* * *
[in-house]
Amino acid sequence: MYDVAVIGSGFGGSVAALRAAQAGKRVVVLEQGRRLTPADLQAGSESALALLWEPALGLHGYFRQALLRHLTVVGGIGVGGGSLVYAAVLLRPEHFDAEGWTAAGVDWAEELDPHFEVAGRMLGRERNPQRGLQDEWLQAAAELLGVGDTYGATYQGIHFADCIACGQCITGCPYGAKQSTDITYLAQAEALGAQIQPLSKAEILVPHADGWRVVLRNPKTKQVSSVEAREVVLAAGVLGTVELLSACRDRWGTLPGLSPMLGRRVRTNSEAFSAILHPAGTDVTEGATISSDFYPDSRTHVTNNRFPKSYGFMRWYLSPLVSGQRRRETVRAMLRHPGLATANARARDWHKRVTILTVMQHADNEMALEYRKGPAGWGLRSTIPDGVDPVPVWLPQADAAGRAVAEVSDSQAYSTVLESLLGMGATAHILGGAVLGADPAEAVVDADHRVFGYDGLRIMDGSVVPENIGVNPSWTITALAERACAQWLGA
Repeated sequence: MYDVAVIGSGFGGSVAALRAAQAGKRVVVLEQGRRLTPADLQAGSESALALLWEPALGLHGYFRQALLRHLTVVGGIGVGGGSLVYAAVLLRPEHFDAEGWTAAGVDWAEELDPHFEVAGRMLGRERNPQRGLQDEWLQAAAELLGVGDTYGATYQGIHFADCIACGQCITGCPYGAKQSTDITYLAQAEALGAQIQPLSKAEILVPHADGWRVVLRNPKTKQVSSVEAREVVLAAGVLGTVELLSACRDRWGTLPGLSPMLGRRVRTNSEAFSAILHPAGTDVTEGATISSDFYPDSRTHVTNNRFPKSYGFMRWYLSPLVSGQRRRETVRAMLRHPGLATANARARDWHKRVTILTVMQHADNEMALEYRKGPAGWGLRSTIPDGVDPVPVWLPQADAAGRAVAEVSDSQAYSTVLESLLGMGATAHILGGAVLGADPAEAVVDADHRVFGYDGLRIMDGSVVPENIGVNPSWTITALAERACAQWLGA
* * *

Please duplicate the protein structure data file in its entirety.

[in-house]
Amino acid sequence: MYDVAVIGSGFGGSVAALRAAQAGKRVVVLEQGRRLTPADLQAGSESALALLWEPALGLHGYFRQALLRHLTVVGGIGVGGGSLVYAAVLLRPEHFDAEGWTAAGVDWAEELDPHFEVAGRMLGRERNPQRGLQDEWLQAAAELLGVGDTYGATYQGIHFADCIACGQCITGCPYGAKQSTDITYLAQAEALGAQIQPLSKAEILVPHADGWRVVLRNPKTKQVSSVEAREVVLAAGVLGTVELLSACRDRWGTLPGLSPMLGRRVRTNSEAFSAILHPAGTDVTEGATISSDFYPDSRTHVTNNRFPKSYGFMRWYLSPLVSGQRRRETVRAMLRHPGLATANARARDWHKRVTILTVMQHADNEMALEYRKGPAGWGLRSTIPDGVDPVPVWLPQADAAGRAVAEVSDSQAYSTVLESLLGMGATAHILGGAVLGADPAEAVVDADHRVFGYDGLRIMDGSVVPENIGVNPSWTITALAERACAQWLGA
Repeated sequence: MYDVAVIGSGFGGSVAALRAAQAGKRVVVLEQGRRLTPADLQAGSESALALLWEPALGLHGYFRQALLRHLTVVGGIGVGGGSLVYAAVLLRPEHFDAEGWTAAGVDWAEELDPHFEVAGRMLGRERNPQRGLQDEWLQAAAELLGVGDTYGATYQGIHFADCIACGQCITGCPYGAKQSTDITYLAQAEALGAQIQPLSKAEILVPHADGWRVVLRNPKTKQVSSVEAREVVLAAGVLGTVELLSACRDRWGTLPGLSPMLGRRVRTNSEAFSAILHPAGTDVTEGATISSDFYPDSRTHVTNNRFPKSYGFMRWYLSPLVSGQRRRETVRAMLRHPGLATANARARDWHKRVTILTVMQHADNEMALEYRKGPAGWGLRSTIPDGVDPVPVWLPQADAAGRAVAEVSDSQAYSTVLESLLGMGATAHILGGAVLGADPAEAVVDADHRVFGYDGLRIMDGSVVPENIGVNPSWTITALAERACAQWLGA